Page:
Prime Minister Ariel Sharon’s emergency operation was completed successfully Saturday afternoon after nearly four hours, Jerusalem’s Hadassah Hospital said.
Parts of the prime minister’s intestine have been removed, the hospital added.
Hadassah Hospital Director Shlomo Mor Yosef will brief reporters on Sharon's condition at 5 p.m.
Earlier Saturday, the hospital said Sharon's life was in danger, but following the surgery the prime minister's advisors sounded more optimistic and said "the situation looks less severe at this time."
Sharon was rushed to surgery Saturday morning after a CT scan revealed a deterioration in his condition. Doctors said a scan performed on Sharon showed his digestion track had been severely damaged.
Yael Bossem-Levy, spokeswoman for the hospital, said Sharon's condition has worsened and his life is in danger. In light of the damage, it was decided to immediately operate on Sharon, Bossem-Levy said in a statement.
"Sharon's life is in danger," Bossem-Levy told The Associated Press in a phone call after the statement was issued. Later, one aide told Reuters on condition of animosity that the surgery’s results are good, but refused to elaborate
The operation began at about 11 a.m. Saturday and ended by 3 p.m.
Hadassah Ein Kerem Hospital in Jerusalem (Photo: Gil Yochanan)
Sharon's son Omri rushed to the hospital Saturday morning and other family members and aides were on their way.
Sharon had been stable for the past five weeks, but his condition worsened before dawn Saturday, the hospital said.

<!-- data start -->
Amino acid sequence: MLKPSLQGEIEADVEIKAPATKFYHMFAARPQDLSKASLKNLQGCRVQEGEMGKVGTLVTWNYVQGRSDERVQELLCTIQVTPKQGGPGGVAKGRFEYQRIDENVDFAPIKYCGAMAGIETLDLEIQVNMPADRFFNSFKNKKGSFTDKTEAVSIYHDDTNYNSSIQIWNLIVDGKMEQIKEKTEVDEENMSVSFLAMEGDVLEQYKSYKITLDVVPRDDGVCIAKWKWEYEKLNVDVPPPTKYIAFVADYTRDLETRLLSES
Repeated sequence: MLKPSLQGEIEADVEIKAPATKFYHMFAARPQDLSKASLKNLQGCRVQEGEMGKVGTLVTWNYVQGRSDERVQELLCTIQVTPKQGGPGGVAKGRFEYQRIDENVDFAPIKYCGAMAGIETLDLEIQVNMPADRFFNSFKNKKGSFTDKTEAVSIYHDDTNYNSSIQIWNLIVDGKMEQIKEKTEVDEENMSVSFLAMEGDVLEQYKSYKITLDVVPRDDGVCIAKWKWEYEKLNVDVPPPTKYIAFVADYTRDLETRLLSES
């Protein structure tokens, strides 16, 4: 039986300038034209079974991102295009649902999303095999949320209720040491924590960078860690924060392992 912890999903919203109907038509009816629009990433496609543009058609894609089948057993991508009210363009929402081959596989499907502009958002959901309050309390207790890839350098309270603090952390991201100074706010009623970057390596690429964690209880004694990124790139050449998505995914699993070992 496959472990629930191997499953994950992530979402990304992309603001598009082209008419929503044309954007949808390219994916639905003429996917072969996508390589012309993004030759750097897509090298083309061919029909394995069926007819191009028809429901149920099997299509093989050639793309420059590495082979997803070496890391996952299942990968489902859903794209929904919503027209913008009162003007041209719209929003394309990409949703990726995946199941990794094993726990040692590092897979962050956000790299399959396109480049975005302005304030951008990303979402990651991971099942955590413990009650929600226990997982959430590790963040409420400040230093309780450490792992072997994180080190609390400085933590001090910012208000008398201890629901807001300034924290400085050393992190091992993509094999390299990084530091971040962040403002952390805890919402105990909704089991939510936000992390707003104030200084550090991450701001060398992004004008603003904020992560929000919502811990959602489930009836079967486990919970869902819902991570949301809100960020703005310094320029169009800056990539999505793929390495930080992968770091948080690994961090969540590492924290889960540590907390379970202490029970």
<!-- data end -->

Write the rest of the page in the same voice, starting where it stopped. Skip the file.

Risk of poisoning
Doctors familiar with Sharon’s treatment said swelling was identified in the prime minister’s abdomen on Thursday. A blood test indicating
The head of the emergency unit at the Soroka Medical Center in Be'er Sheba, Dr Yaniv Almog told Ynet that from media reports he suspects Sharon is suffering a blood circulation problem with blood failing to reach his digestive system.
“It can be very significant, but the seriousness of the problem depends on its extent. I believe surgery will provide answers to these questions,” Almog told Ynet.
“Clotting and high blood pressure can block veins and cause faulty blood circulation. Infections in the digestive system may cause poisoning. Another danger is that the stomach may become porous and poison the body,” he added.
Sharon’s health saga
Sharon suffered a massive stroke on Jan. 4 and has been unconscious ever since. A CT scan of his brain earlier this week showed that he remained in serious but stable condition.
Sharon had on Feb. 1 had a feeding tube inserted in his stomach, an indication that his doctors are thinking in terms of long-term care for the 77-year-old Sharon.
The CT scans have been used to assess bleeding and swelling in Sharon's brain. According to past hospital statements, there have been no changes in the results of the scan in recent weeks, but Sharon has failed to regain consciousness.
Sharon suffered a stroke with what was described as "significant" bleeding in his brain a day before he was to check into Hadassah Hospital for a procedure to correct a tiny defect in his heart that was said to have contributed to a mild stroke he suffered two weeks earlier.
Doctors have come under fire from critics who questioned whether Sharon should have been treated with massive doses of anticoagulants after his first stroke, which was caused by a small blood clot in a cranial artery. Doctors admitted that the anticoagulants made it more difficult for them to stop the bleeding from the later hemorrhagic stroke.
The extensive bleeding and the lengthy operations Sharon underwent to stop it have led experts to conclude that he must have suffered severe brain damage and was unlikely to regain consciousness. If he does awaken, most say, the chances of his regaining meaningful cognition or activity are slim.
Efrat Weiss, AP and Reuters contributed to this report